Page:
The other thing, he says, to look out for is the stock market. “If company performances start to go lower and workers are laid off, look out, because every office worker takes up 150 to 200 square feet,” he explains. “When companies lay off thousands of employees, the extra space starts to add up.”
Tim O’Brien, SIOR, president of O’Brien Commercial Real Estate, is fortunate to be in the thriving, Midwest, industrial and distribution market of Indianapolis. Amazon boasts a number of fulfillment centers in the area and distribution is still being built, although vacancies ticked up very slightly toward the end of 2017.
O’Brien is an optimist with limitations. He thinks the industrial market will continue to expand, but there are risks.
He explains: “Often, as vacancy rates fall and the marketplace tightens as a result of job growth, the area sees more construction, whether speculative or build-to-suit. When that occurs, tenants migrate to the new space, vacating older space, and creating a void in second or third generation space. The effect of those tenants in existing properties moving into the new construction creates vacancies in the buildings they are leaving, and those buildings will compete fiercely with both new space and other old space. The landlords (or lenders) for this second generation space often cut rates and get more aggressive in pricing. When this occurs, there is downward pressure on rates and tenant incentives go up. It tugs downward on the all the new construction properties and there’s generally a slowdown in new construction because of the increased vacancy (and, thereby, competition).”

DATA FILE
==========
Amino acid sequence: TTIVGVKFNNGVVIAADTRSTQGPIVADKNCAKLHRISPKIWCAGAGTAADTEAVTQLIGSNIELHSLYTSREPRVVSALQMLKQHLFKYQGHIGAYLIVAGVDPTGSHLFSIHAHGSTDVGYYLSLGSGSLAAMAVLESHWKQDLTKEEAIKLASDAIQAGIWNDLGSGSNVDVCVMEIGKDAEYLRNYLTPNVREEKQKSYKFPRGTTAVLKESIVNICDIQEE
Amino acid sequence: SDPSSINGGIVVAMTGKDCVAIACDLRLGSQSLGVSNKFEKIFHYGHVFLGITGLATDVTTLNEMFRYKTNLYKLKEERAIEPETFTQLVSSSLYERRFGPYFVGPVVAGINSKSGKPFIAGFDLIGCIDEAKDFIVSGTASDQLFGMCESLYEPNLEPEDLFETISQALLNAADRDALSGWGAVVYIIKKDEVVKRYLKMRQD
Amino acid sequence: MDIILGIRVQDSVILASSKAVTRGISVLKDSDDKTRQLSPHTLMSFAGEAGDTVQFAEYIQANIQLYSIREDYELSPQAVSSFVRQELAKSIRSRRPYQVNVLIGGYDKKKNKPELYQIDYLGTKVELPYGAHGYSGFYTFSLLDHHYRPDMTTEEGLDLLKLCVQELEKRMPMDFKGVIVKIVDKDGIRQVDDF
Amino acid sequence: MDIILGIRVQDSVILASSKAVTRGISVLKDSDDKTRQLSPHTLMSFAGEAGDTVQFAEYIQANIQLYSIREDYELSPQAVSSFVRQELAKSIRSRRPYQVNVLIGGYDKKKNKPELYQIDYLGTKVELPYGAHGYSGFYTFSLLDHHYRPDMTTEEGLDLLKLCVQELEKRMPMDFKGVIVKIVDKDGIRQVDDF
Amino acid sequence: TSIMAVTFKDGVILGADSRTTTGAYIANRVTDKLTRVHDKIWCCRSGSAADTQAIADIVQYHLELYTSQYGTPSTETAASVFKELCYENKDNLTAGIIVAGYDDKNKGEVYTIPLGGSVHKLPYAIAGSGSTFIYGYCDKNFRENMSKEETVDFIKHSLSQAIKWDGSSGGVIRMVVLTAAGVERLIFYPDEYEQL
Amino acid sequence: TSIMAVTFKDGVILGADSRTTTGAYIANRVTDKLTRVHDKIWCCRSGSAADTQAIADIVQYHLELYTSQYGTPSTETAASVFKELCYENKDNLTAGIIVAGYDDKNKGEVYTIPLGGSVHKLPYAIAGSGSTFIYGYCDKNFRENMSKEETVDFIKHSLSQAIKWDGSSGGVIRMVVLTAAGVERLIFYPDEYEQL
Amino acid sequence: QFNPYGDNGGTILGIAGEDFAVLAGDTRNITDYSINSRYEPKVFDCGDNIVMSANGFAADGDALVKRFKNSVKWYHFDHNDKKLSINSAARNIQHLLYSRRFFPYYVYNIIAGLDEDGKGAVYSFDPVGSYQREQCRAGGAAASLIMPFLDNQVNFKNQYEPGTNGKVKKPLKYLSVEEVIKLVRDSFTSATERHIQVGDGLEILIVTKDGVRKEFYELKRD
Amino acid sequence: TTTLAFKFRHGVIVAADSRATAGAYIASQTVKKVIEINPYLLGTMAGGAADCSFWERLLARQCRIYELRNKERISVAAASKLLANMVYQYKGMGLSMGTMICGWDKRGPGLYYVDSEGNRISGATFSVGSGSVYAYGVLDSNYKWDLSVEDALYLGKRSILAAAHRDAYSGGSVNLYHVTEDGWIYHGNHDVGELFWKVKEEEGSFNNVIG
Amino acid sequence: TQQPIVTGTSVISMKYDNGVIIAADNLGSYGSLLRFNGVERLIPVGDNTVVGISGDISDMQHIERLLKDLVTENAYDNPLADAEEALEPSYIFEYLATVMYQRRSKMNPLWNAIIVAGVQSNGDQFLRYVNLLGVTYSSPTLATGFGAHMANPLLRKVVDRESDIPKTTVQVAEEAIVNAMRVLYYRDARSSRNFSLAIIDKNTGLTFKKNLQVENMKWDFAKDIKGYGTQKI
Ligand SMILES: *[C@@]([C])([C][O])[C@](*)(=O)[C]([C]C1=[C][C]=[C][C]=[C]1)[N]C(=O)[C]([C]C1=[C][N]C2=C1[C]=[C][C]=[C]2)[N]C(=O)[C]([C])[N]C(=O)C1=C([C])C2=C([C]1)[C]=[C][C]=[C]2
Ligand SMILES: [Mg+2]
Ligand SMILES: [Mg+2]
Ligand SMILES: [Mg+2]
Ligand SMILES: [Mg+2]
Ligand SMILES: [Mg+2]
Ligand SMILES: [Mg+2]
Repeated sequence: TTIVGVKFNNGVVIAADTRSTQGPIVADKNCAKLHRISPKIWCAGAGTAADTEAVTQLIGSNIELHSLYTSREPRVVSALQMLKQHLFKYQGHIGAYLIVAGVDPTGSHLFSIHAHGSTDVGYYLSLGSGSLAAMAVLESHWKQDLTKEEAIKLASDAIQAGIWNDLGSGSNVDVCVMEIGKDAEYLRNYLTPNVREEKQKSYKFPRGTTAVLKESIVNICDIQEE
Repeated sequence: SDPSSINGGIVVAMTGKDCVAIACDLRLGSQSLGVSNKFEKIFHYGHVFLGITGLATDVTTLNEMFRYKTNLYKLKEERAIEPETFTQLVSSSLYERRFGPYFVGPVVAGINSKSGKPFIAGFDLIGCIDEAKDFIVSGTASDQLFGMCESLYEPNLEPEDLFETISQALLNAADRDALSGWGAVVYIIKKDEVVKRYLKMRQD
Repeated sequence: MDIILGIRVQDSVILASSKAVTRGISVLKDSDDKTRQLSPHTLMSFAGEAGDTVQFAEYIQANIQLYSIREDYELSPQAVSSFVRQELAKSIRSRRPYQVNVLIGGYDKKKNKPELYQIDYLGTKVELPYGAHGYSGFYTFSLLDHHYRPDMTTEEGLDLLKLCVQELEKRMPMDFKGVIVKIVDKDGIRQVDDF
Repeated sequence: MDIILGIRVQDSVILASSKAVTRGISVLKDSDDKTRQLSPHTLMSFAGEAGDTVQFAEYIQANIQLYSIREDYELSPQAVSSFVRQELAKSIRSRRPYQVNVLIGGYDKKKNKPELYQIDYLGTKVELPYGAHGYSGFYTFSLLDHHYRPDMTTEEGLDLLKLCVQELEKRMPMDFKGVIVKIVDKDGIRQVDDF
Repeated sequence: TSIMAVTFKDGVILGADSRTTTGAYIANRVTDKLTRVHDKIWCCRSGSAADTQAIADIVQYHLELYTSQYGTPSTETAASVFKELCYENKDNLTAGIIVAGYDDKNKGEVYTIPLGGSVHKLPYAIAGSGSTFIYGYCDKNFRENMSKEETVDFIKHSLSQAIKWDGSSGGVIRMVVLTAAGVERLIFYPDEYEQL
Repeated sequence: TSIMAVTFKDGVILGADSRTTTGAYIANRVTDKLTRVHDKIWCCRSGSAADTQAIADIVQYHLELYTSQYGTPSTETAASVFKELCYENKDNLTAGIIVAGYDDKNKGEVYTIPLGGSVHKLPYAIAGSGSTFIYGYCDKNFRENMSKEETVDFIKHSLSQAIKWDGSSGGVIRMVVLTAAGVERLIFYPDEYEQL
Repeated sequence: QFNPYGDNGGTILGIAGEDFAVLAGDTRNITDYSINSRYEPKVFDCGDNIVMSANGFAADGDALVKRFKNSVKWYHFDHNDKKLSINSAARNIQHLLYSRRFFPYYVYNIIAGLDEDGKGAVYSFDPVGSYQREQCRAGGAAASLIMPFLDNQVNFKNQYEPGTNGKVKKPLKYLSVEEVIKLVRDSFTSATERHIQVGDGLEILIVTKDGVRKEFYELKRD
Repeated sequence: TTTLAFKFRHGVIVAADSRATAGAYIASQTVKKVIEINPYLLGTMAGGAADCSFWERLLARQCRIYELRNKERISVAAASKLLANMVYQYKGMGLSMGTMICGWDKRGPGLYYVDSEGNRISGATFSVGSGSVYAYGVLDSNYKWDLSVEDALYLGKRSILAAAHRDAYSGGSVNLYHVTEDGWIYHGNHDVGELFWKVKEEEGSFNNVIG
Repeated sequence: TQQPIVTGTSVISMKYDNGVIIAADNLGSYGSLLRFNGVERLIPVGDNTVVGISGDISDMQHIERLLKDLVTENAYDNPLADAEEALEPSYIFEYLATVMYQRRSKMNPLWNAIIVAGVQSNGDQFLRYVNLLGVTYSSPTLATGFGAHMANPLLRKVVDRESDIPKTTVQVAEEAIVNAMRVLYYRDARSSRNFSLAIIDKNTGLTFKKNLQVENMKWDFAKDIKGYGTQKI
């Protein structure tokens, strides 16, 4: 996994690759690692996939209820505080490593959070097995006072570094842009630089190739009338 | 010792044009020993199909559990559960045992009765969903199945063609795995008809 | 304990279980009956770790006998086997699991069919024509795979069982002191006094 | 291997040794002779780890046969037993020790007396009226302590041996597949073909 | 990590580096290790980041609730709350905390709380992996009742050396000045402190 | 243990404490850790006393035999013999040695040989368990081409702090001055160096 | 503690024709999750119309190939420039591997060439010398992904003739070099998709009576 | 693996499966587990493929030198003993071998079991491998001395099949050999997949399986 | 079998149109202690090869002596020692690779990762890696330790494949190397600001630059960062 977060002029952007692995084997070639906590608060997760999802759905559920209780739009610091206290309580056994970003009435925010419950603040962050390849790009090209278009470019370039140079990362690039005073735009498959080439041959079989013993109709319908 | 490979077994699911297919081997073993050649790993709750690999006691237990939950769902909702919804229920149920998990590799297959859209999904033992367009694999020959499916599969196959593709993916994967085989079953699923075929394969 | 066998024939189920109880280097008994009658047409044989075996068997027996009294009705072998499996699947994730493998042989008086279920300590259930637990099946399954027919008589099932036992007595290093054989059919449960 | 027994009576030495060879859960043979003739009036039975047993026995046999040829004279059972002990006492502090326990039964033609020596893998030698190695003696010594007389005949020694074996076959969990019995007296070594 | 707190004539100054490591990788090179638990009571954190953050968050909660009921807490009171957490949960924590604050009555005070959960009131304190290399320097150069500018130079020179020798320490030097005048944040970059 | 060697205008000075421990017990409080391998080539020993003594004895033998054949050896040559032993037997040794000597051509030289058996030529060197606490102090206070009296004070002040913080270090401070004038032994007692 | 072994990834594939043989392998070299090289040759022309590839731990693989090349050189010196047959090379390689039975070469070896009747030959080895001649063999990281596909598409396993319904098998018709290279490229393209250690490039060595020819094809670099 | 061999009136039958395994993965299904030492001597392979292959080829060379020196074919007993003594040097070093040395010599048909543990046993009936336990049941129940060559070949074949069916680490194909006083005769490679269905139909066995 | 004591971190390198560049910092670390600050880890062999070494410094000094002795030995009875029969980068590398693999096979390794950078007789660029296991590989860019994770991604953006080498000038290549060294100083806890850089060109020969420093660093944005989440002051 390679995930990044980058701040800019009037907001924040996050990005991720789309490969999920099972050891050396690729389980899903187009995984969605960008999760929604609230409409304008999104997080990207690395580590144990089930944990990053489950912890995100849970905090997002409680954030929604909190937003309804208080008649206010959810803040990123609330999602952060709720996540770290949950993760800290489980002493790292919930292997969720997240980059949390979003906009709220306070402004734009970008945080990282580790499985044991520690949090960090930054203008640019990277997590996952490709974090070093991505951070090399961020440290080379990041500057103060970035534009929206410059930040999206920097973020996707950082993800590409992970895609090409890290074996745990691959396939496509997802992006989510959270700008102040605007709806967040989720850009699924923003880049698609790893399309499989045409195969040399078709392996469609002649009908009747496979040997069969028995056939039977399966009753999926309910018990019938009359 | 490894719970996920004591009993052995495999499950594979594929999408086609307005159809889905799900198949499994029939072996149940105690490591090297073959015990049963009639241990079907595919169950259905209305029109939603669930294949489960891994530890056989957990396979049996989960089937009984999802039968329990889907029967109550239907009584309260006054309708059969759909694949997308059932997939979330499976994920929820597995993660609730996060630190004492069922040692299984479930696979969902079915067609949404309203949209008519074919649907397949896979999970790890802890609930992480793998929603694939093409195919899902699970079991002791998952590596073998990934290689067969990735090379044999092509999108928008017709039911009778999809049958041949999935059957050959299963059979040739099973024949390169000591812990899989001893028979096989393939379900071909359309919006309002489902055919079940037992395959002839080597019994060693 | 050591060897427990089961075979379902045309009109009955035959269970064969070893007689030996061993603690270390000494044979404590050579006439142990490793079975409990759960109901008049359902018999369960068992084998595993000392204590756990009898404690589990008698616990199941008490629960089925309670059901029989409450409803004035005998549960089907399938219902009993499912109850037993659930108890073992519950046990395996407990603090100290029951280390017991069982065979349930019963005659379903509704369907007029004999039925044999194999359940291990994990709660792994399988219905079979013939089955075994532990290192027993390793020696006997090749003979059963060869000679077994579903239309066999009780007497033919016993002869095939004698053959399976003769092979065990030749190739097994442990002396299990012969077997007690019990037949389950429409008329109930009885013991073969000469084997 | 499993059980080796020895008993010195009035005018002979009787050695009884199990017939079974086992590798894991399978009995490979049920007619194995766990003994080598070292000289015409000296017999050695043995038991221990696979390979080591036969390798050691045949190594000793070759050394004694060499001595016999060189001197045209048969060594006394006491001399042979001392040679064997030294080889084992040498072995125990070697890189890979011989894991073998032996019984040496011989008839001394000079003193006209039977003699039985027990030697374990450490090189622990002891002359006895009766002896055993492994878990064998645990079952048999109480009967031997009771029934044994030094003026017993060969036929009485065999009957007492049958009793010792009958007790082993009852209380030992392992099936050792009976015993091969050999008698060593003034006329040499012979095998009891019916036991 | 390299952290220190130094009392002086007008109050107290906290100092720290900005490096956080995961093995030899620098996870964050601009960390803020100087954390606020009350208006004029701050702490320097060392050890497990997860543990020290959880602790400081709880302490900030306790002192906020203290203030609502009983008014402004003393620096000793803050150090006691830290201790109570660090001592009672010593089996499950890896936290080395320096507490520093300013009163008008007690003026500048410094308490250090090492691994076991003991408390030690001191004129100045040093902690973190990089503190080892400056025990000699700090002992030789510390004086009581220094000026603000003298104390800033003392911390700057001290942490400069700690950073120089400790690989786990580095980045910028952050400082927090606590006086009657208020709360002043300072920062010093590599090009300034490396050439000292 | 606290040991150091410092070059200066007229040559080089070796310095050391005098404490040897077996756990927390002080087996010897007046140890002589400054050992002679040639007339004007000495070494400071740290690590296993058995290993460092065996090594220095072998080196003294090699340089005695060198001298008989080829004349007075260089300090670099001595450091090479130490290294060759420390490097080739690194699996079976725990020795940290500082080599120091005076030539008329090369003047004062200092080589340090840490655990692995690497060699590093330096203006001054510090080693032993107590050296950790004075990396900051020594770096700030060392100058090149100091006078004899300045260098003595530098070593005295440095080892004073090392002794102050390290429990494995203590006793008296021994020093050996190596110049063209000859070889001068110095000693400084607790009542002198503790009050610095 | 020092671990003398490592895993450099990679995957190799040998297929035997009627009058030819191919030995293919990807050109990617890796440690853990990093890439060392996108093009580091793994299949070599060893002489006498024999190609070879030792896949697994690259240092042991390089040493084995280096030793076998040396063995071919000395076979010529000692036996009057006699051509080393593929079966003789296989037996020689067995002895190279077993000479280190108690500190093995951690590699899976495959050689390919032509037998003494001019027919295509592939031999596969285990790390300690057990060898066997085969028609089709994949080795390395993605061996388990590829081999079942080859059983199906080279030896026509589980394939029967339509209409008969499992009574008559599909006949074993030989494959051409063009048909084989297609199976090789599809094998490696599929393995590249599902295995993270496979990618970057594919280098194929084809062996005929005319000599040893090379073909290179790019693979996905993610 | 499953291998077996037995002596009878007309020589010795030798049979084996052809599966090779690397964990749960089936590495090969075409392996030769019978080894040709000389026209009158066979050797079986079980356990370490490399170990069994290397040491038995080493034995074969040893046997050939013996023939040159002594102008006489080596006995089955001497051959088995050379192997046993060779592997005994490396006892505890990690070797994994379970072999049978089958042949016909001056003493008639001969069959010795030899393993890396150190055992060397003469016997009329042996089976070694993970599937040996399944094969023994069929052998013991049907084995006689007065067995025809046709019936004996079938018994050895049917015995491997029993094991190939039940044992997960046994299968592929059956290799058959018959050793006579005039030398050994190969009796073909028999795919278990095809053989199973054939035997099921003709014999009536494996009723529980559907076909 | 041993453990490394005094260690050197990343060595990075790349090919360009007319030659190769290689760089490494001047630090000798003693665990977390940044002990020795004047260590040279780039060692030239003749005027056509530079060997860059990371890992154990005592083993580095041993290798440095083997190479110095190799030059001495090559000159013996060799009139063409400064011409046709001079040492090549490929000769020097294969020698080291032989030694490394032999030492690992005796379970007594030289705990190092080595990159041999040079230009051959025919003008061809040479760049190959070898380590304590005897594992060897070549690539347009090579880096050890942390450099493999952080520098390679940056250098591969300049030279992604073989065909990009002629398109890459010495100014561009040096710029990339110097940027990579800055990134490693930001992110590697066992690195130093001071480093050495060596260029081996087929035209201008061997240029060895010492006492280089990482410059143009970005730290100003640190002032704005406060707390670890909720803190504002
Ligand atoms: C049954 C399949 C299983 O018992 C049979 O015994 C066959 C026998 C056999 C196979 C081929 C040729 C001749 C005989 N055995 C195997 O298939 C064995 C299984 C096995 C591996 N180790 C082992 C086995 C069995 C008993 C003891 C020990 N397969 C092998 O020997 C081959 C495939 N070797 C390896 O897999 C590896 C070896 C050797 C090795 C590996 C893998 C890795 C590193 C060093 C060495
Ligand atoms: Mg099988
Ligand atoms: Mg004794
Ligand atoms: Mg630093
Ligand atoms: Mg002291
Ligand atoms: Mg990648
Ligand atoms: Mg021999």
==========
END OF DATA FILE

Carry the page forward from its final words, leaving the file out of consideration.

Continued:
O’Brien doesn’t anticipate those dynamics to come into play until late 2018 or early 2019. “At that point, I could see us at the start of the downward part of the cycle,” he says.
The one thing that worries O’Brien is corporate performance. “We have strong corporate earnings and job growth, but it doesn’t take much for it all to reverse,” he says. “Many corporations are international and they are affected by events in other parts of the world. Our market in Indianapolis may be completely healthy, but if a handful of companies downsize and shut down an office or distribution center, then you have additional pockets of space, which can really have a big ripple effect.”
Probably, one of the most optimistic of SIOR members is John Culberston, a senior vice president with the Brennan Investment Group, Charlotte. If you ask Culberston about the commercial market, well, his response is, we should all by partying like its 1999, which, of course, meant that you partied for the next eight years or until 2007.
Culbertson’s current, predictive, time line isn’t that far out, but it’s close.
“A byproduct of the growth in the residential market is a push for additional warehouse space and this trend will continue for at least another three years and perhaps as long as five,” he says. “The improvements in robotics and the streamlining of manufacturing shows there will be continued investment in industrial manufacturing for the next five years. Robust demand in automotive and the changes in demand for infrastructure should continue for the next three to five years.”
He adds, “America will continue to be a place where overseas investors will want to be and that’s going to mean that cap rates will remain low even as interest rates creep up. Certain submarkets will do better than others. Midwest probably will not do as well as the Southeast and Southwest and Texas. All in all, industrial real estate should remain quite good.”
Asked if he had any cautions at all, Culbertson commented, “any of our leaders who have erratic tendencies could get us into trouble.
Promoting and sponsoring initiatives that educate, enhance, and expand the commercial real estate community. The SIOR Foundation is a 501 (c)(3) not-for-profit organization. All contributions are tax deductible to the extent of the law.
By: Steve Bergsman (SIOR Report)
Click here to view source article.